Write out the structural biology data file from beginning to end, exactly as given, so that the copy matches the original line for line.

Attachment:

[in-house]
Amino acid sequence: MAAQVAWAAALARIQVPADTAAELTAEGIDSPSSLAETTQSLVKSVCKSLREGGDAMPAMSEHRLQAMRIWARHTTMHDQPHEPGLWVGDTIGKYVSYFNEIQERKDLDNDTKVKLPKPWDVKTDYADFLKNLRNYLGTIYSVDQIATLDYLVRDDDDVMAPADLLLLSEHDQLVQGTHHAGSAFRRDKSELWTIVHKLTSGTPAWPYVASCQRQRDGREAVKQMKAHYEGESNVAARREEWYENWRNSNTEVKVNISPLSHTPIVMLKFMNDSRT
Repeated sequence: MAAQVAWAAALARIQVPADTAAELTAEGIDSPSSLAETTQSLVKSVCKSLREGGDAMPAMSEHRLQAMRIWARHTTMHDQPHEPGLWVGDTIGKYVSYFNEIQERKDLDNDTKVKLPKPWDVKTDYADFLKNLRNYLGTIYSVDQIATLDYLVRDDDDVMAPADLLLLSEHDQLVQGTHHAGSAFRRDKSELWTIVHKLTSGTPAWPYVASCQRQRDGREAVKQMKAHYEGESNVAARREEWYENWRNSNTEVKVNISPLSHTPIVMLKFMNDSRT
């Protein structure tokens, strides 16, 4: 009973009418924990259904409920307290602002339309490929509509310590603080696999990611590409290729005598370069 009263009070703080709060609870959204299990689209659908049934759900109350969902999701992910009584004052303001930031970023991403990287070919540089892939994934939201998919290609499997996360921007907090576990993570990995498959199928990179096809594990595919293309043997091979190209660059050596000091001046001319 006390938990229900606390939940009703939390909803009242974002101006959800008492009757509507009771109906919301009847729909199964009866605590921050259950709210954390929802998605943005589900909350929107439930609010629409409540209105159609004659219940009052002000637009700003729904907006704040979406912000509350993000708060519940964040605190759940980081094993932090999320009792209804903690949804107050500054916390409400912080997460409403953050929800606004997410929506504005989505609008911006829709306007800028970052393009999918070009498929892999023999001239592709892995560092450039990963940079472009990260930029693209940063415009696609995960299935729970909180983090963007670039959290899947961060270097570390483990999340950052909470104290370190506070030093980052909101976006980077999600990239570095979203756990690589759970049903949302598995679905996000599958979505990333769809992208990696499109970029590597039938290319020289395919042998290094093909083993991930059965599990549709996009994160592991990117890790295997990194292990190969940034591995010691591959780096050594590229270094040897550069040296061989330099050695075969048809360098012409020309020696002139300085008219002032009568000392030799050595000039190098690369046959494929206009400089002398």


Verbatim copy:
[in-house]
Amino acid sequence: MAAQVAWAAALARIQVPADTAAELTAEGIDSPSSLAETTQSLVKSVCKSLREGGDAMPAMSEHRLQAMRIWARHTTMHDQPHEPGLWVGDTIGKYVSYFNEIQERKDLDNDTKVKLPKPWDVKTDYADFLKNLRNYLGTIYSVDQIATLDYLVRDDDDVMAPADLLLLSEHDQLVQGTHHAGSAFRRDKSELWTIVHKLTSGTPAWPYVASCQRQRDGREAVKQMKAHYEGESNVAARREEWYENWRNSNTEVKVNISPLSHTPIVMLKFMNDSRT
Repeated sequence: MAAQVAWAAALARIQVPADTAAELTAEGIDSPSSLAETTQSLVKSVCKSLREGGDAMPAMSEHRLQAMRIWARHTTMHDQPHEPGLWVGDTIGKYVSYFNEIQERKDLDNDTKVKLPKPWDVKTDYADFLKNLRNYLGTIYSVDQIATLDYLVRDDDDVMAPADLLLLSEHDQLVQGTHHAGSAFRRDKSELWTIVHKLTSGTPAWPYVASCQRQRDGREAVKQMKAHYEGESNVAARREEWYENWRNSNTEVKVNISPLSHTPIVMLKFMNDSRT
């Protein structure tokens, strides 16, 4: 009973009418924990259904409920307290602002339309490929509509310590603080696999990611590409290729005598370069 009263009070703080709060609870959204299990689209659908049934759900109350969902999701992910009584004052303001930031970023991403990287070919540089892939994934939201998919290609499997996360921007907090576990993570990995498959199928990179096809594990595919293309043997091979190209660059050596000091001046001319 006390938990229900606390939940009703939390909803009242974002101006959800008492009757509507009771109906919301009847729909199964009866605590921050259950709210954390929802998605943005589900909350929107439930609010629409409540209105159609004659219940009052002000637009700003729904907006704040979406912000509350993000708060519940964040605190759940980081094993932090999320009792209804903690949804107050500054916390409400912080997460409403953050929800606004997410929506504005989505609008911006829709306007800028970052393009999918070009498929892999023999001239592709892995560092450039990963940079472009990260930029693209940063415009696609995960299935729970909180983090963007670039959290899947961060270097570390483990999340950052909470104290370190506070030093980052909101976006980077999600990239570095979203756990690589759970049903949302598995679905996000599958979505990333769809992208990696499109970029590597039938290319020289395919042998290094093909083993991930059965599990549709996009994160592991990117890790295997990194292990190969940034591995010691591959780096050594590229270094040897550069040296061989330099050695075969048809360098012409020309020696002139300085008219002032009568000392030799050595000039190098690369046959494929206009400089002398």